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Information architecture and storytelling at KMWorld Connect 2021

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At KMWorld Connect 2021, Eric Saltz, information architect, Haus, presented a talk on “Information Architecture & Storytelling.” Saltz shared how narratives and storytelling can shape our communication efforts to make us better information professionals.

KMWorld Connect 2021 is going on this week, November 15 -18, with workshops on Friday, November 19. On-demand replays of sessions will be available for a limited time to registered attendees and many presenters are also making their slide decks available through the conference portal. For more information, go to www.kmworld.com/conference/2021. Access to session archives will be available on or about November 29, 2021, so be sure to check back for on-demand replays.

In discussing the impact of storytelling, Saltz explained its relation to information architecture. Communication is defined as the process of generating meaning by sending and receiving verbal and nonverbal symbols and signs that are influenced by multiple contacts, he said.

From that, he noted, we can already see some overlaps between how we look at language, how we determine categories, how we relate concepts to one another, said Saltz. Communication is also central to the human experience, which involves understanding how people behave and creating exchanging and interpreting messages.  Communications concerns itself with the clarity of message and how people can shape and are shaped by messages, and information architecture works in a similar fashion since information professionals work on the interpretation and organization of data, making information useful and easily reachable to the user.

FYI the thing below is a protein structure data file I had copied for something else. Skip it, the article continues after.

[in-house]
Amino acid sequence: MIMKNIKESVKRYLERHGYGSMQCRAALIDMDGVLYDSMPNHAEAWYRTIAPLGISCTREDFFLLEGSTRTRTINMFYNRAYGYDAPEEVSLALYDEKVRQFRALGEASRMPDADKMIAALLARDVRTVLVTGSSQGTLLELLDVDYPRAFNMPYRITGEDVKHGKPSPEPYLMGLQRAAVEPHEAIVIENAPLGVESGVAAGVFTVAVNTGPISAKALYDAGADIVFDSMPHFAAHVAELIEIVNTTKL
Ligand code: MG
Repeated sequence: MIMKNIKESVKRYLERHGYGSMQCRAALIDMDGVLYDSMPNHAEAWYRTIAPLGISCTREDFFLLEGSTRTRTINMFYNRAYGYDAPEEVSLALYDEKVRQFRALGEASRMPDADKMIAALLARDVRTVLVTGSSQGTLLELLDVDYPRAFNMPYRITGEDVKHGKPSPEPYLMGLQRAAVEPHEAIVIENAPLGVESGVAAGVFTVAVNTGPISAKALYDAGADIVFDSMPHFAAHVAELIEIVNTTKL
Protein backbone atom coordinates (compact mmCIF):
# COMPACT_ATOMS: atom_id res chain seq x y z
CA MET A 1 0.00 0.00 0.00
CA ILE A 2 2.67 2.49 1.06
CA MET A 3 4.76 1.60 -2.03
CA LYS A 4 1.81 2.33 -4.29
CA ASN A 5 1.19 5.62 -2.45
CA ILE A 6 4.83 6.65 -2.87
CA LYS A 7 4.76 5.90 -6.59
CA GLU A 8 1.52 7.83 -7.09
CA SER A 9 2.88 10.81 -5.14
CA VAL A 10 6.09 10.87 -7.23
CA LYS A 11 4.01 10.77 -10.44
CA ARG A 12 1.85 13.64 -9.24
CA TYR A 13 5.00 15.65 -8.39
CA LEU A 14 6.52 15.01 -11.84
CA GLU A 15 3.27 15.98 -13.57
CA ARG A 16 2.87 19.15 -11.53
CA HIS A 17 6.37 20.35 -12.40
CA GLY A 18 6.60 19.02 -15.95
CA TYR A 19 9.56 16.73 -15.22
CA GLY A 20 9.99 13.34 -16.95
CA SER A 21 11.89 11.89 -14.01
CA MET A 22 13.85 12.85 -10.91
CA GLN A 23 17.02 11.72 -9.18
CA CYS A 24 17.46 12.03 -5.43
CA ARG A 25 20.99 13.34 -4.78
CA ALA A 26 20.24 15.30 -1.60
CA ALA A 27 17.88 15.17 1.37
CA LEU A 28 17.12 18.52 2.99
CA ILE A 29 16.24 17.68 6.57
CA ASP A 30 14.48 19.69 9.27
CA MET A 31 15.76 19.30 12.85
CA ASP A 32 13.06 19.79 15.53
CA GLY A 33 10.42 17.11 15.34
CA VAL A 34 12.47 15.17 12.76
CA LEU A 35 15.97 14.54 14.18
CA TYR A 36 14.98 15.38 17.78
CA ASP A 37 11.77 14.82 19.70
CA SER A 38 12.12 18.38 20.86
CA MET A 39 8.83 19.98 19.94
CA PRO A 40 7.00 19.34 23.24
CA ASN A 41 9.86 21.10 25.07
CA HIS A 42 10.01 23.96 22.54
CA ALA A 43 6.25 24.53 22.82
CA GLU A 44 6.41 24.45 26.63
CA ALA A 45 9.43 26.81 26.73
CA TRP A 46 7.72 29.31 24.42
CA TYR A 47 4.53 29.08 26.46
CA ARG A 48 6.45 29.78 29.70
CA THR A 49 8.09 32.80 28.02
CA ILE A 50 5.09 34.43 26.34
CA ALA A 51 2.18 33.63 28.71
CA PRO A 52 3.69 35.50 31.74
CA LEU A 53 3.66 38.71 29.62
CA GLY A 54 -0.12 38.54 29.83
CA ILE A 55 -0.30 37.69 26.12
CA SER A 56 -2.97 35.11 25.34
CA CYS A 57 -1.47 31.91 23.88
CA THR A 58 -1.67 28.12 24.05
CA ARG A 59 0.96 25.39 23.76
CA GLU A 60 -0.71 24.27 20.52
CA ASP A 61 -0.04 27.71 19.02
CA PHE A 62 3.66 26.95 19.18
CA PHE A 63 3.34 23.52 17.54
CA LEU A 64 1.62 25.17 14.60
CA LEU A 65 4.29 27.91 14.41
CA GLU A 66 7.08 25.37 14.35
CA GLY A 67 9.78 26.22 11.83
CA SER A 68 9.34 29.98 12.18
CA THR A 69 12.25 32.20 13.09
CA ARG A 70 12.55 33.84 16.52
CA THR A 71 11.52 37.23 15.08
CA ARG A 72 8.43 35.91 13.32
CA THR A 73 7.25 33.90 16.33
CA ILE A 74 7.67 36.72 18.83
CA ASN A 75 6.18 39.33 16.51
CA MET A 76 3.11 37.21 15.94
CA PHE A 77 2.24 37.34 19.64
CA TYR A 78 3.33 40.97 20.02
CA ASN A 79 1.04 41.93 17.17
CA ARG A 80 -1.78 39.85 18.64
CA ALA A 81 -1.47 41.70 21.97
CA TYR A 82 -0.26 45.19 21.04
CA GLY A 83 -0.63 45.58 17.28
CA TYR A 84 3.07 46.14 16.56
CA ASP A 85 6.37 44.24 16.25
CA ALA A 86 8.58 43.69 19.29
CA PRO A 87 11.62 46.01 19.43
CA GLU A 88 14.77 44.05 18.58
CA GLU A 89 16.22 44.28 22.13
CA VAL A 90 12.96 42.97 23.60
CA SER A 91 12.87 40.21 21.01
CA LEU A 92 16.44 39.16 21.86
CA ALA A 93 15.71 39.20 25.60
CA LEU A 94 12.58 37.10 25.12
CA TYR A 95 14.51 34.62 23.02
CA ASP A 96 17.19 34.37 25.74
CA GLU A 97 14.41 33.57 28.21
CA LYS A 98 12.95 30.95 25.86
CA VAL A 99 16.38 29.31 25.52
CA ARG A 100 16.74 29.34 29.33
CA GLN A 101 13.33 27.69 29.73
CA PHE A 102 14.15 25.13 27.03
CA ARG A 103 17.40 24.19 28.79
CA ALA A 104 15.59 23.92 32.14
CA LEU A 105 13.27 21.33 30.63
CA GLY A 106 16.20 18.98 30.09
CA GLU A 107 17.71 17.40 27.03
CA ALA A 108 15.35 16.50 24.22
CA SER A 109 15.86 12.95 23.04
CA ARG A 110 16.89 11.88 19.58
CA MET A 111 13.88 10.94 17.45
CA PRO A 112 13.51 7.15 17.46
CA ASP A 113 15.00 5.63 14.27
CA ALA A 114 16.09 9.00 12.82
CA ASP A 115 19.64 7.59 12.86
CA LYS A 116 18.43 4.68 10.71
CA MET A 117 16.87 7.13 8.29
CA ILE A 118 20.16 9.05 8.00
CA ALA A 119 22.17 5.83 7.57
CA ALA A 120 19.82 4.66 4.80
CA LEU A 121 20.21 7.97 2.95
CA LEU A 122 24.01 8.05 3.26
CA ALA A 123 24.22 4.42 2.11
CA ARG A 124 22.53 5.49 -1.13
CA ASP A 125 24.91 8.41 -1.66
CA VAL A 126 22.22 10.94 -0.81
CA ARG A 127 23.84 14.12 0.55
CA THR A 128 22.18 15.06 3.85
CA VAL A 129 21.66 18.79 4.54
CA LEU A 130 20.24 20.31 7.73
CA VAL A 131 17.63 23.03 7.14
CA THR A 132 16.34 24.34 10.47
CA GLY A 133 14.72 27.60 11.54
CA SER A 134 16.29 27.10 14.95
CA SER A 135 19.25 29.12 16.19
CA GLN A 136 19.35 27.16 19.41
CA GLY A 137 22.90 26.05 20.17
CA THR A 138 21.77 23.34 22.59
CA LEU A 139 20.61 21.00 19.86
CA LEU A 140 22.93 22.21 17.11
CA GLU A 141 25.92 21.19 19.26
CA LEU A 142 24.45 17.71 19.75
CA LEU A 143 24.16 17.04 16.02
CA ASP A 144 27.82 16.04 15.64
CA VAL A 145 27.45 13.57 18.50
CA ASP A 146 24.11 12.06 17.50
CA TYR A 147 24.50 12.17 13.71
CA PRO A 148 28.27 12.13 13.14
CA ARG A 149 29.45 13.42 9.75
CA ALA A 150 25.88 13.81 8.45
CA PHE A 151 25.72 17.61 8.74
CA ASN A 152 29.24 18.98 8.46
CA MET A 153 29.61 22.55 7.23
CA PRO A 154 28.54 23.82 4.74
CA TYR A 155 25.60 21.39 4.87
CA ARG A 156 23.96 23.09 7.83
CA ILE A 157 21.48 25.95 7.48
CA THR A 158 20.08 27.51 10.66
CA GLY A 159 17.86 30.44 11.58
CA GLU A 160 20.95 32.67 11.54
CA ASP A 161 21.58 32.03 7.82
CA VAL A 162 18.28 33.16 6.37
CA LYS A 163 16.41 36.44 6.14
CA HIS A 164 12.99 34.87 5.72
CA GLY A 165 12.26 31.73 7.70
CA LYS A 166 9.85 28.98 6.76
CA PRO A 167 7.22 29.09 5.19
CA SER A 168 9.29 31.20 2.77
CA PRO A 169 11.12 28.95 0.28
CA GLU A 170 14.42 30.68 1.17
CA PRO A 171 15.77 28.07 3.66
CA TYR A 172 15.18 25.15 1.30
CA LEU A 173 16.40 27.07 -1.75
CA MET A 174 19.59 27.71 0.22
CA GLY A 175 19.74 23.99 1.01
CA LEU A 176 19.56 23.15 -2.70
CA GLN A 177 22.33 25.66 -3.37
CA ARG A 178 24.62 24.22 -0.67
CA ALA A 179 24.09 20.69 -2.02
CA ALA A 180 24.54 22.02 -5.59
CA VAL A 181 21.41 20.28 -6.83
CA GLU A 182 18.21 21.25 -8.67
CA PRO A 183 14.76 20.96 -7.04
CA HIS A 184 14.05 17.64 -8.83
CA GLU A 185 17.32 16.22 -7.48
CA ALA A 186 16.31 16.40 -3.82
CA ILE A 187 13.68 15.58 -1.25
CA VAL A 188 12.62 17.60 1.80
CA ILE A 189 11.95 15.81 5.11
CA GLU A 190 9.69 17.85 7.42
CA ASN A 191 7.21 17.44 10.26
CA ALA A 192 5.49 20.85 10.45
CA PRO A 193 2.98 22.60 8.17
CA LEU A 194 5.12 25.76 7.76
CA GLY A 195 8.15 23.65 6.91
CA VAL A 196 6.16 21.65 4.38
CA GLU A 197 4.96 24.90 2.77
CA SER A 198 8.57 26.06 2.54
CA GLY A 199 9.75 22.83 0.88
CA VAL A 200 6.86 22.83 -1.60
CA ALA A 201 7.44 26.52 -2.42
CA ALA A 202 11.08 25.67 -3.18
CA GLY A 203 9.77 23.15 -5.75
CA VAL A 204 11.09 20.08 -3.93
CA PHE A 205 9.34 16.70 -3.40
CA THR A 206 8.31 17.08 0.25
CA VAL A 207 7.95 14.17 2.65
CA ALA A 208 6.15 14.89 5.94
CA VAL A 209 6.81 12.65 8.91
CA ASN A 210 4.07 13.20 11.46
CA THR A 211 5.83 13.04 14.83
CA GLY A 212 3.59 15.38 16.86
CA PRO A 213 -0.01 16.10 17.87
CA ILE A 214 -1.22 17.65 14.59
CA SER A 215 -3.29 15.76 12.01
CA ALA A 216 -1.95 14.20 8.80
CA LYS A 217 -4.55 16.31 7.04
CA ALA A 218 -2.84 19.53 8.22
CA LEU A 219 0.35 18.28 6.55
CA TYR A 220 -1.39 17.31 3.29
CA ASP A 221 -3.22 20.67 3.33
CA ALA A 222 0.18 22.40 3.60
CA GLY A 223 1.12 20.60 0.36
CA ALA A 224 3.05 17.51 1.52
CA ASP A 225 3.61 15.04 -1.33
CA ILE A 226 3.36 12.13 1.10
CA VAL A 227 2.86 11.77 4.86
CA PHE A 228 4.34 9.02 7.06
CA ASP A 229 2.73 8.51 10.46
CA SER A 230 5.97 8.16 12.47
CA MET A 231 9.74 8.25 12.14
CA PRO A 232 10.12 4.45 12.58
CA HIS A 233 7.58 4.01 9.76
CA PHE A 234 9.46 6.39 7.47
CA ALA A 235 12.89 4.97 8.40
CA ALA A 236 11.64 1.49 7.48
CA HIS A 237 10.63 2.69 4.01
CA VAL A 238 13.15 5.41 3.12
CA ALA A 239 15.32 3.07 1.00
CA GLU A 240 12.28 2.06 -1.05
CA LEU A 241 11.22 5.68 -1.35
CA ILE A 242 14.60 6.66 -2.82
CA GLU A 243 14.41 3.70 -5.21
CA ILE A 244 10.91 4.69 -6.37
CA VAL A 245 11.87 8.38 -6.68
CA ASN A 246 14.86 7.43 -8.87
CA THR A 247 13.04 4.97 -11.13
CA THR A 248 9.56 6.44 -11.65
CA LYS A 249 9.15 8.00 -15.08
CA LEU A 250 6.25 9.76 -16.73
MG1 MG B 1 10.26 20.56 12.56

The paradigm of the narrative rests on two principles: coherence and fidelity, explained Saltz. Coherence includes the degree of sense making of a narrative and the effectiveness in delivery a story is influenced by factors such as the structure of the narrative, the resemblance between stores and the credibility of characters. Fidelity defines the credibility or reliability of the story narrated and is attained by asking a series of questions such as: Are the events factual? Have the facts been distrorted? Are the reasoning patterns followed while narrating? Tips for a successful narrative include having a strong theme, characters, heroes, and villains, and innovation in storytelling with the possibility to achieve a desired outcome and obstacles to overcome.

As an example of the impact of storytelling, Saltz related how a Haus client asked for help in delivering a business intelligence platform that would provide workflow documentation, performance reporting, and output analytics to optimize its routing for creative and production workflows.

There were prior initiatives to try and make the platform a reality, but it had yet to get off the ground due to a range of issues. Saltz said he spent about a month gathering requirements for the project and mapping out characters along the way, continuing to build on to the narrative, and was able to identify the real villains as the multiple systems they had in place. He also identified some characters who were helping the villains, and was able ultimately to help the company successfully reach its goals.

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